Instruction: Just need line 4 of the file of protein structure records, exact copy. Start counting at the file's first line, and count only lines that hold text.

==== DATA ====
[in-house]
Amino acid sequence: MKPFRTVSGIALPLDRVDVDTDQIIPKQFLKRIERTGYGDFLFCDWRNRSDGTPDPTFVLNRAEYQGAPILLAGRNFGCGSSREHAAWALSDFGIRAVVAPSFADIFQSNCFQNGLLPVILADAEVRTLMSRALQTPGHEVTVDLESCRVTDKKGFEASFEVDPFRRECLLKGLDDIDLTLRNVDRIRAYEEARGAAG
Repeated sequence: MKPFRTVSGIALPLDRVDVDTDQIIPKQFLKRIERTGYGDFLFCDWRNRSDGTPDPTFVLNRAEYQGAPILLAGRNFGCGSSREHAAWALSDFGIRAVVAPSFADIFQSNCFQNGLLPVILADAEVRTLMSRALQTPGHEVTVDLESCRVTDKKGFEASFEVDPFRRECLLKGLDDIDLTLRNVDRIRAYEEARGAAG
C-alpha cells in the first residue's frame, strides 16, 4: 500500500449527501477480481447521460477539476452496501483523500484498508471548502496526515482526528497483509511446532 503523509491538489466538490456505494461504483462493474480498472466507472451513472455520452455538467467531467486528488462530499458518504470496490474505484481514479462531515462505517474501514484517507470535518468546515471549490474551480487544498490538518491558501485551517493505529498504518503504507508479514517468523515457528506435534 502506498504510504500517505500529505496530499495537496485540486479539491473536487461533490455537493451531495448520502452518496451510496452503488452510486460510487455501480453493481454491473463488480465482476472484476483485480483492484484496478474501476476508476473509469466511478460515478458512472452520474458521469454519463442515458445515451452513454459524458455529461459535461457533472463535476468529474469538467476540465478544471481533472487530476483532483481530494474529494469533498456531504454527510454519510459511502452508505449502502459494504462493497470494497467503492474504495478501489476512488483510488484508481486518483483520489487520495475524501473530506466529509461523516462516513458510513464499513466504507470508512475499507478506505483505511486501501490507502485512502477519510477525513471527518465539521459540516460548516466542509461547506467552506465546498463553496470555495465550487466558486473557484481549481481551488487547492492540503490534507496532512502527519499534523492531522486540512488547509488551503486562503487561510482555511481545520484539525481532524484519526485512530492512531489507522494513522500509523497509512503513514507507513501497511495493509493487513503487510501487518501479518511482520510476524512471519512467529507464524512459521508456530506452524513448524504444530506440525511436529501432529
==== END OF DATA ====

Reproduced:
C-alpha cells in the first residue's frame, strides 16, 4: 500500500449527501477480481447521460477539476452496501483523500484498508471548502496526515482526528497483509511446532 503523509491538489466538490456505494461504483462493474480498472466507472451513472455520452455538467467531467486528488462530499458518504470496490474505484481514479462531515462505517474501514484517507470535518468546515471549490474551480487544498490538518491558501485551517493505529498504518503504507508479514517468523515457528506435534 502506498504510504500517505500529505496530499495537496485540486479539491473536487461533490455537493451531495448520502452518496451510496452503488452510486460510487455501480453493481454491473463488480465482476472484476483485480483492484484496478474501476476508476473509469466511478460515478458512472452520474458521469454519463442515458445515451452513454459524458455529461459535461457533472463535476468529474469538467476540465478544471481533472487530476483532483481530494474529494469533498456531504454527510454519510459511502452508505449502502459494504462493497470494497467503492474504495478501489476512488483510488484508481486518483483520489487520495475524501473530506466529509461523516462516513458510513464499513466504507470508512475499507478506505483505511486501501490507502485512502477519510477525513471527518465539521459540516460548516466542509461547506467552506465546498463553496470555495465550487466558486473557484481549481481551488487547492492540503490534507496532512502527519499534523492531522486540512488547509488551503486562503487561510482555511481545520484539525481532524484519526485512530492512531489507522494513522500509523497509512503513514507507513501497511495493509493487513503487510501487518501479518511482520510476524512471519512467529507464524512459521508456530506452524513448524504444530506440525511436529501432529